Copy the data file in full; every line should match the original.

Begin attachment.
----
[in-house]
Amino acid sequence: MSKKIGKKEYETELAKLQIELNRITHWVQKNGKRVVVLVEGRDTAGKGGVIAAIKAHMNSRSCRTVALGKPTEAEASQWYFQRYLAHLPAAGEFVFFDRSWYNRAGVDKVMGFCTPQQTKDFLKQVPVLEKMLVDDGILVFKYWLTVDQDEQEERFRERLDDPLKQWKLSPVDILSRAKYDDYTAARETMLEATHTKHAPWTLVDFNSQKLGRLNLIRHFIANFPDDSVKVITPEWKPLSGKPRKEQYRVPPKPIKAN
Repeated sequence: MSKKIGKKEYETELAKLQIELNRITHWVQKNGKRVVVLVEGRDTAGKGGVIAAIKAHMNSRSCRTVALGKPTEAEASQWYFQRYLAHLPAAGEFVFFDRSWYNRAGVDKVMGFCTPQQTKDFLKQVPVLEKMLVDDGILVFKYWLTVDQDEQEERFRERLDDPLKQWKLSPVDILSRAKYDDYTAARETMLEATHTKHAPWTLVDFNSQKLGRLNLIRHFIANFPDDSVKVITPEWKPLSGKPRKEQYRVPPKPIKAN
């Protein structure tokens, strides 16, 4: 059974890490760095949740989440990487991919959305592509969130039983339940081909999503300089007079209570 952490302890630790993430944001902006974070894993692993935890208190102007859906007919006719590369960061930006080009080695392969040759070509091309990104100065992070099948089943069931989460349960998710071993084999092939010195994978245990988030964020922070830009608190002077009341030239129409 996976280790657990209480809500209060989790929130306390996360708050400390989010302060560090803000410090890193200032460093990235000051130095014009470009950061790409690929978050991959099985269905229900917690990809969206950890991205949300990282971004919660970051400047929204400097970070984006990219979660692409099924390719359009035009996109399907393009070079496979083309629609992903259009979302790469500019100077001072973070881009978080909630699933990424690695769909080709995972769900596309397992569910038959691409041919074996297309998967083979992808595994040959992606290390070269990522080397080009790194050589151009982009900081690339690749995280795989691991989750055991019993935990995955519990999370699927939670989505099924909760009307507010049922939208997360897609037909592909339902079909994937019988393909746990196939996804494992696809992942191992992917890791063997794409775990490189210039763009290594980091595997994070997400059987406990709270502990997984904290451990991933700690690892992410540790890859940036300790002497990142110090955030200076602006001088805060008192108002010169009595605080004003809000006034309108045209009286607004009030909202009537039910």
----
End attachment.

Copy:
[in-house]
Amino acid sequence: MSKKIGKKEYETELAKLQIELNRITHWVQKNGKRVVVLVEGRDTAGKGGVIAAIKAHMNSRSCRTVALGKPTEAEASQWYFQRYLAHLPAAGEFVFFDRSWYNRAGVDKVMGFCTPQQTKDFLKQVPVLEKMLVDDGILVFKYWLTVDQDEQEERFRERLDDPLKQWKLSPVDILSRAKYDDYTAARETMLEATHTKHAPWTLVDFNSQKLGRLNLIRHFIANFPDDSVKVITPEWKPLSGKPRKEQYRVPPKPIKAN
Repeated sequence: MSKKIGKKEYETELAKLQIELNRITHWVQKNGKRVVVLVEGRDTAGKGGVIAAIKAHMNSRSCRTVALGKPTEAEASQWYFQRYLAHLPAAGEFVFFDRSWYNRAGVDKVMGFCTPQQTKDFLKQVPVLEKMLVDDGILVFKYWLTVDQDEQEERFRERLDDPLKQWKLSPVDILSRAKYDDYTAARETMLEATHTKHAPWTLVDFNSQKLGRLNLIRHFIANFPDDSVKVITPEWKPLSGKPRKEQYRVPPKPIKAN
């Protein structure tokens, strides 16, 4: 059974890490760095949740989440990487991919959305592509969130039983339940081909999503300089007079209570 952490302890630790993430944001902006974070894993692993935890208190102007859906007919006719590369960061930006080009080695392969040759070509091309990104100065992070099948089943069931989460349960998710071993084999092939010195994978245990988030964020922070830009608190002077009341030239129409 996976280790657990209480809500209060989790929130306390996360708050400390989010302060560090803000410090890193200032460093990235000051130095014009470009950061790409690929978050991959099985269905229900917690990809969206950890991205949300990282971004919660970051400047929204400097970070984006990219979660692409099924390719359009035009996109399907393009070079496979083309629609992903259009979302790469500019100077001072973070881009978080909630699933990424690695769909080709995972769900596309397992569910038959691409041919074996297309998967083979992808595994040959992606290390070269990522080397080009790194050589151009982009900081690339690749995280795989691991989750055991019993935990995955519990999370699927939670989505099924909760009307507010049922939208997360897609037909592909339902079909994937019988393909746990196939996804494992696809992942191992992917890791063997794409775990490189210039763009290594980091595997994070997400059987406990709270502990997984904290451990991933700690690892992410540790890859940036300790002497990142110090955030200076602006001088805060008192108002010169009595605080004003809000006034309108045209009286607004009030909202009537039910």